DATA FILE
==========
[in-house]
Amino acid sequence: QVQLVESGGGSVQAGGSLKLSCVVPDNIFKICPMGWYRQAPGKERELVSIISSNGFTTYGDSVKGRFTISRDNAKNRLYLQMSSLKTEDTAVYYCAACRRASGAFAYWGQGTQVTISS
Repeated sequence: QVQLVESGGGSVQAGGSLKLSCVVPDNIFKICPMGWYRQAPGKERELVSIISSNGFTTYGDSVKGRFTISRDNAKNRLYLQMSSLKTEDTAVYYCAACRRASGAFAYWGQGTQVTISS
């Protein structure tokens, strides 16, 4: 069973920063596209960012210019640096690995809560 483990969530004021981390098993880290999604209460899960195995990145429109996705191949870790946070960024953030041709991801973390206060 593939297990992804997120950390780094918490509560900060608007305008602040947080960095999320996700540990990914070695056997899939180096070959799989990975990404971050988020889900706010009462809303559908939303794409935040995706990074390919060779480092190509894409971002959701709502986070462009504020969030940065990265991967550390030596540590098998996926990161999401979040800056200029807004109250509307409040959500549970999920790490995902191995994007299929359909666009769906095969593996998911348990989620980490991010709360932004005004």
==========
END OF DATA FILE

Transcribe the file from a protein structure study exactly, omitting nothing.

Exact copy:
[in-house]
Amino acid sequence: QVQLVESGGGSVQAGGSLKLSCVVPDNIFKICPMGWYRQAPGKERELVSIISSNGFTTYGDSVKGRFTISRDNAKNRLYLQMSSLKTEDTAVYYCAACRRASGAFAYWGQGTQVTISS
Repeated sequence: QVQLVESGGGSVQAGGSLKLSCVVPDNIFKICPMGWYRQAPGKERELVSIISSNGFTTYGDSVKGRFTISRDNAKNRLYLQMSSLKTEDTAVYYCAACRRASGAFAYWGQGTQVTISS
């Protein structure tokens, strides 16, 4: 069973920063596209960012210019640096690995809560 483990969530004021981390098993880290999604209460899960195995990145429109996705191949870790946070960024953030041709991801973390206060 593939297990992804997120950390780094918490509560900060608007305008602040947080960095999320996700540990990914070695056997899939180096070959799989990975990404971050988020889900706010009462809303559908939303794409935040995706990074390919060779480092190509894409971002959701709502986070462009504020969030940065990265991967550390030596540590098998996926990161999401979040800056200029807004109250509307409040959500549970999920790490995902191995994007299929359909666009769906095969593996998911348990989620980490991010709360932004005004």